Wednesday , June 29 2022

Asia Times How we define kilograms, meters and seconds have changed



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We measure things through the time – how long, how heavy, how hot, and so on – because we need to do things like trade, health and information. But making sure our measurements compare apples with apples has been a challenge. How to know if my kilogram weight or the length of your meter is the same as your weight?

Efforts have been made to define the units of measurement over the years. But on Monday – International Metrology Day – a full review of those standards came into force.

You will not notice anything – you will not be heavier or lighter than you were on a Sunday – because the change was made seamlessly.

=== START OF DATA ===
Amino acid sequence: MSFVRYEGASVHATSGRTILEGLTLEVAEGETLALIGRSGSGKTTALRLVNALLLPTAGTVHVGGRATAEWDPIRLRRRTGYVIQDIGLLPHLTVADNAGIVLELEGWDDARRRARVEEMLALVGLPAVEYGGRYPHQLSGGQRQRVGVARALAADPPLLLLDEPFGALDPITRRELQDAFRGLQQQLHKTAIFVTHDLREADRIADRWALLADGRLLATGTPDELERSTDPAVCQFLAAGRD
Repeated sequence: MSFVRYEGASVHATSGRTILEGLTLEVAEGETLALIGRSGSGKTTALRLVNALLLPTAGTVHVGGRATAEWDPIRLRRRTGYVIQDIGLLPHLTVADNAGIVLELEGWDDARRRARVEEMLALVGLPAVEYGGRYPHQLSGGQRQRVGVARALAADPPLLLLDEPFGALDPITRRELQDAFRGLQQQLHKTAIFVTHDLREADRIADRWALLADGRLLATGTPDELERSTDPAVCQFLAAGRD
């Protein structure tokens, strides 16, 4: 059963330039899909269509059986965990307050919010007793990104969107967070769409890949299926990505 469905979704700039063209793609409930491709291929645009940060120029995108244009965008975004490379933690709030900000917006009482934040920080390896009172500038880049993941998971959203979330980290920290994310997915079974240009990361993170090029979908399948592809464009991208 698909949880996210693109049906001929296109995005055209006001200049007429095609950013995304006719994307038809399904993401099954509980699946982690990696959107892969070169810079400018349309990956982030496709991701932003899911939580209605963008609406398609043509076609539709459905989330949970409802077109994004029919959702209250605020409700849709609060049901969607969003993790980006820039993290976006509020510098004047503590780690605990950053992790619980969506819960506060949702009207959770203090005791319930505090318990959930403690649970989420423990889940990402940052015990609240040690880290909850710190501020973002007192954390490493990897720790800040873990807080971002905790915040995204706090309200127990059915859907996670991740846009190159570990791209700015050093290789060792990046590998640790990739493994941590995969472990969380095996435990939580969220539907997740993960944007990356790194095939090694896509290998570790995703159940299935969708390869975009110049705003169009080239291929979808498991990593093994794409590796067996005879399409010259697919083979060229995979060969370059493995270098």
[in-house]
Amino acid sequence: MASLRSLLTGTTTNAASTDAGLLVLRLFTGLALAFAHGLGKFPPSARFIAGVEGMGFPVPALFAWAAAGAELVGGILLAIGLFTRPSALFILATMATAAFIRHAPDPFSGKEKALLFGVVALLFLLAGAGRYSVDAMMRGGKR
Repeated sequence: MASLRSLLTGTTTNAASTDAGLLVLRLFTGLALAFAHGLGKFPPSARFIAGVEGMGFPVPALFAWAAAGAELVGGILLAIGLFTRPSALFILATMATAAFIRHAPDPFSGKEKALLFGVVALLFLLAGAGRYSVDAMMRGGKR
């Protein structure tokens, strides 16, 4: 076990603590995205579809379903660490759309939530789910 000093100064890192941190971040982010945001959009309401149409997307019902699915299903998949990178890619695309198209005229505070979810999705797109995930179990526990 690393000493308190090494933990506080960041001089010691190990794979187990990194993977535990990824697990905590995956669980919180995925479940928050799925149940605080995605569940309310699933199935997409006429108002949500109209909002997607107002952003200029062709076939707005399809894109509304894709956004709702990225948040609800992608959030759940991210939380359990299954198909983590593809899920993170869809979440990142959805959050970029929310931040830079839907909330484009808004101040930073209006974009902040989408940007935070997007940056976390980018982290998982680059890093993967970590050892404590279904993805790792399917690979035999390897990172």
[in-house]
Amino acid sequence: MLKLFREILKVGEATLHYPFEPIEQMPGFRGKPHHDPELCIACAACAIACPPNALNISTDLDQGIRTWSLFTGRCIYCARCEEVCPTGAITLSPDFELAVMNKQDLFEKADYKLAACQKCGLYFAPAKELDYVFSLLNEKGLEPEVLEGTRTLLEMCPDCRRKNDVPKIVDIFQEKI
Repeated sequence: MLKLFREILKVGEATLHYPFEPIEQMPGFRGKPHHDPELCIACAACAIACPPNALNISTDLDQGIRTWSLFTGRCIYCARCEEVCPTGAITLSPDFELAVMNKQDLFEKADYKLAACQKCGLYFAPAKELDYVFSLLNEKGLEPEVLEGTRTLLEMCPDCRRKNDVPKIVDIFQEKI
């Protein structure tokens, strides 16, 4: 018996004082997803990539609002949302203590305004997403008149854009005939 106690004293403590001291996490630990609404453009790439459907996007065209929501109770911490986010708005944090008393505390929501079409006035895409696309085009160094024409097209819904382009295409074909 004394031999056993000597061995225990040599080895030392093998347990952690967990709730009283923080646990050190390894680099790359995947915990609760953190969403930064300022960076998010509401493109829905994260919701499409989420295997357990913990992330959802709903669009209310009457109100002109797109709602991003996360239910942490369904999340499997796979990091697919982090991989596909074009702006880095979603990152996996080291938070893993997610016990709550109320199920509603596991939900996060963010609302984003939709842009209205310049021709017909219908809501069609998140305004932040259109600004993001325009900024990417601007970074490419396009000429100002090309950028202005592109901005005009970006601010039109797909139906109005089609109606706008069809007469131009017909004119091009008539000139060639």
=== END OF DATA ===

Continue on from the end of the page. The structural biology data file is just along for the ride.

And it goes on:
Only the definitions of the seven basic units of the OS (Système International d´Unités, or the International System of Units) are now completely different.

New definitions of the standards (SI) for the kilogram (kg), meters (m), second (s), ampere (A), kelvin (K), mole (mol) and candela (cd). Photo: BIPM, CC BY-ND

How we used to measure

People have always been able to count, but as we developed we quickly moved to measure length, weight and time.

The Egyptian Pharaoh caused pyramids to be built based on the length of the royal arm, the Royal Cubit. This was kept and distributed by priests engineers who maintained the standard under the pain of death.

But the cube was not a stable unit over time – it was about half a meter, as well as or a few tens of millimeters by today's measurement.